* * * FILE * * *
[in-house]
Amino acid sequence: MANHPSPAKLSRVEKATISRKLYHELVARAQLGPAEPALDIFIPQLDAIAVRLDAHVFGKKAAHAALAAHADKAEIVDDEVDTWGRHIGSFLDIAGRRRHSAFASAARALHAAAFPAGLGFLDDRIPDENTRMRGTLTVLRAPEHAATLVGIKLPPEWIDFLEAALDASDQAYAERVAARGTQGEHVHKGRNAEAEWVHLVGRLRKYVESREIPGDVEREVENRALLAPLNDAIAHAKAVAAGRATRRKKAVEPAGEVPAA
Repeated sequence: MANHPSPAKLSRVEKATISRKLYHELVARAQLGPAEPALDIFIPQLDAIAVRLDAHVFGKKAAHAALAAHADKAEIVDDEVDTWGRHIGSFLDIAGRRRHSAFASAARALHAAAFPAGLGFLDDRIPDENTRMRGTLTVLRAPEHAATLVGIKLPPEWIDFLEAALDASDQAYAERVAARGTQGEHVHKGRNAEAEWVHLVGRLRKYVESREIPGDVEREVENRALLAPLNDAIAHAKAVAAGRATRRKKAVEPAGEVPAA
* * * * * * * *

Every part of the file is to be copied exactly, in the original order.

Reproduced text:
[in-house]
Amino acid sequence: MANHPSPAKLSRVEKATISRKLYHELVARAQLGPAEPALDIFIPQLDAIAVRLDAHVFGKKAAHAALAAHADKAEIVDDEVDTWGRHIGSFLDIAGRRRHSAFASAARALHAAAFPAGLGFLDDRIPDENTRMRGTLTVLRAPEHAATLVGIKLPPEWIDFLEAALDASDQAYAERVAARGTQGEHVHKGRNAEAEWVHLVGRLRKYVESREIPGDVEREVENRALLAPLNDAIAHAKAVAAGRATRRKKAVEPAGEVPAA
Repeated sequence: MANHPSPAKLSRVEKATISRKLYHELVARAQLGPAEPALDIFIPQLDAIAVRLDAHVFGKKAAHAALAAHADKAEIVDDEVDTWGRHIGSFLDIAGRRRHSAFASAARALHAAAFPAGLGFLDDRIPDENTRMRGTLTVLRAPEHAATLVGIKLPPEWIDFLEAALDASDQAYAERVAARGTQGEHVHKGRNAEAEWVHLVGRLRKYVESREIPGDVEREVENRALLAPLNDAIAHAKAVAAGRATRRKKAVEPAGEVPAA